- Andre Pienaar was arrested and charged with attempted murder, public violence and incitement to violence.
- A previous charge of terrorism was withdrawn after the National Director of Public Prosecutions did not authorise the charge.
- Pienaar is not a farmer as previously reported, but the owner of a construction business in Senekal.
The 51-year-old man who was arrested following unrest at the Senekal Magistrate's Court has been denied bail.
Andre Pienaar, who appeared in the Senekal Magistrate's Court on Tuesday, has been charged with attempted murder, public violence and incitement to violence.
A previous charge of terrorism has been withdrawn after the National Director of Public Prosecutions did not authorise the charge.
Pienaar – who is not a farmer, but rather the owner of a construction business in Senekal – previously said he would be pleading not guilty to all charges.
Handing down judgment, Magistrate Buti Mlangeni had stern words for the accused, finding that Pienaar had not made a sufficient case to be released on bail.
Mlangeni said there was a clear attempt by Pienaar to jeopardise the criminal case and investigation.
He said that, during Pienaar's short time in custody, he was able to identify witnesses who could exonerate him.
"This was a deliberate attempt to jeopardise a criminal investigation," Mlangeni said.
The magistrate found that, if released, Pienaar may interfere with witnesses.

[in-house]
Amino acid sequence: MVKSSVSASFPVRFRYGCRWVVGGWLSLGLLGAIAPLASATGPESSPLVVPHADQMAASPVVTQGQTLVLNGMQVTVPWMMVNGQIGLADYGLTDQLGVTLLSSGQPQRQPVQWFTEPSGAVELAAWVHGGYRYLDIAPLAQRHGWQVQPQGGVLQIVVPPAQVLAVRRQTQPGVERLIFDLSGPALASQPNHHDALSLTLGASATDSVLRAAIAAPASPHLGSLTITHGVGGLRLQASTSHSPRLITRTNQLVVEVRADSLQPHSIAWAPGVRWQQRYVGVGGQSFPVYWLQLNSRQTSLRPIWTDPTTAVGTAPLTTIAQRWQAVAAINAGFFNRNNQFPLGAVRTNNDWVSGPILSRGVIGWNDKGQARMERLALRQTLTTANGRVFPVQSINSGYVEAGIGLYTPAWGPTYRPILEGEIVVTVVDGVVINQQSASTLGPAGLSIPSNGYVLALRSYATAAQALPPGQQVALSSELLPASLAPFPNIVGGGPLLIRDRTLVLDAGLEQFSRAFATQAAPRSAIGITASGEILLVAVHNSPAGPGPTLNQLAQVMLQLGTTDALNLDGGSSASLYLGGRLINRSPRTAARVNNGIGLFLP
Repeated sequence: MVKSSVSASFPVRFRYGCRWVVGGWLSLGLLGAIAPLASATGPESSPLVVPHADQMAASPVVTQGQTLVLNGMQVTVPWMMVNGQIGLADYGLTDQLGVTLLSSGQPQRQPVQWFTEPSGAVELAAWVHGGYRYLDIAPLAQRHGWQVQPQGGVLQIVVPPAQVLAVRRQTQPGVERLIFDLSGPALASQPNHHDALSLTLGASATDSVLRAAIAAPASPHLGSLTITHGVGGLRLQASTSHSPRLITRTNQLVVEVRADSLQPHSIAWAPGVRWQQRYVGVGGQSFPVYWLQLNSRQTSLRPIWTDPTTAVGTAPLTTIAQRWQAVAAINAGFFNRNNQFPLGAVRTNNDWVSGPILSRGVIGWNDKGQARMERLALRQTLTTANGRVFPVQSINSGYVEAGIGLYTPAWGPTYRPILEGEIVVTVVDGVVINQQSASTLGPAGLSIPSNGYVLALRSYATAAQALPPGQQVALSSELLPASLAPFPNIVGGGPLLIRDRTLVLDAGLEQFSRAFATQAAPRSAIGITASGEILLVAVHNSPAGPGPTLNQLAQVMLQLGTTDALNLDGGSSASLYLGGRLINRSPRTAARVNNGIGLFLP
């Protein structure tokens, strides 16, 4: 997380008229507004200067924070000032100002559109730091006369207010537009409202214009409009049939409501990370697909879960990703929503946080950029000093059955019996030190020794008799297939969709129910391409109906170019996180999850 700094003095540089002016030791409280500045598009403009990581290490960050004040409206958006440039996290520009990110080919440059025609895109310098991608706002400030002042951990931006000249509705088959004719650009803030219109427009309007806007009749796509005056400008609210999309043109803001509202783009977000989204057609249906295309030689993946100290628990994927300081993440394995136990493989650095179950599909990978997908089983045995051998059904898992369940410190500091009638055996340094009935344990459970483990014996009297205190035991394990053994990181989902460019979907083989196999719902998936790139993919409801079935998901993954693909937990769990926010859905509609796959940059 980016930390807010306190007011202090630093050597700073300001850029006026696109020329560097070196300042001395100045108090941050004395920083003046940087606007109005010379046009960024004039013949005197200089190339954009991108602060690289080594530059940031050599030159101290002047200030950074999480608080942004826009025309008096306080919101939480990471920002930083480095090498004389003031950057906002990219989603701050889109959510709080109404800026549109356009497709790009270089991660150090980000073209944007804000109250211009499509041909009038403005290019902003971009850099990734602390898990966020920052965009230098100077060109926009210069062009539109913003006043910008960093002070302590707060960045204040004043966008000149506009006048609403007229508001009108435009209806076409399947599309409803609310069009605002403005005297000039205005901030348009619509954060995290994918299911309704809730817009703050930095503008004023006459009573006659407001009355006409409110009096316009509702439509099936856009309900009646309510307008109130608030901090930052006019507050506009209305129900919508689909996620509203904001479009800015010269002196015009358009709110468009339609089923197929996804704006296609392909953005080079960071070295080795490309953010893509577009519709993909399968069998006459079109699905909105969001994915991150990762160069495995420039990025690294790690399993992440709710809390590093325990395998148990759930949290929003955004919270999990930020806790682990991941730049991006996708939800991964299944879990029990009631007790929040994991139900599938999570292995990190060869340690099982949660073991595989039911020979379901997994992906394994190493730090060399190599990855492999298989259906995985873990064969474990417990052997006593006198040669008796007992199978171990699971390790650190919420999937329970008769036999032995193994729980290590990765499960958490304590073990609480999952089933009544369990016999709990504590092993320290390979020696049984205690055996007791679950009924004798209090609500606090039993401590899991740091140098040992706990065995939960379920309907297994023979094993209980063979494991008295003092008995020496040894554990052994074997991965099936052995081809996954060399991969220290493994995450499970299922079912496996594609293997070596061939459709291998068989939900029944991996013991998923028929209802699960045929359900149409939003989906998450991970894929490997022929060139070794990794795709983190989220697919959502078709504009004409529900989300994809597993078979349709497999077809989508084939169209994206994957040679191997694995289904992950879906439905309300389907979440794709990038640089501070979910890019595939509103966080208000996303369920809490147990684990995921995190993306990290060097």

Mlangeni added that the seriousness of the crimes that Pienaar is accused of justified the limitation of his liberties.
This included the alleged assault on a female police officer, which the court said was related to issues of gender-based violence in the country.
The court found that there was a strong likelihood that Pienaar would disturb law and order if released on bail and that it would cause a public outcry.
Pienaar's wife started crying after the magistrate delivered the verdict and claimed people were laughing at her.
During the bail application, the State argued that Pienaar had attended a gathering of farmers ahead of the court appearance of the two men accused of murdering 21-year-old farm manager Brendin Horner.
There, he is accused of inciting the crowd to go and fetch the Horner accused from the court's holding cells.
Chaos subsequently erupted as a small group of people stormed the court building. A police vehicle was overturned and allegedly set alight during the fracas.
The attempted murder charge emanates from allegations that the accused tried to set the holding cells alight and fired the two gunshots that were discharged in the court.
However, the investigating officer in the matter testified in the bail application that he did not know who fired the shots.
It was further placed on court record that Pienaar had assaulted the two accused in the Horner matter with a flat iron bar that he had used to gain entry into the cells.
The State said the two accused in the Horner matter were injured and subsequently taken to hospital for treatment.
However, according to the defence, they have two witnesses who were also in the holding cells who would testify that Pienaar was not part of the action.
The defence further argued that there was no evidence connecting Pienaar to some of the acts that unfolded at the court last week.
The State retorted that the doctrine of common purpose would be used to connect the accused to the alleged crimes.
It was further placed on record that there are a number of witness statements that implicate Pienaar.
The matter has been postponed to 20 November.
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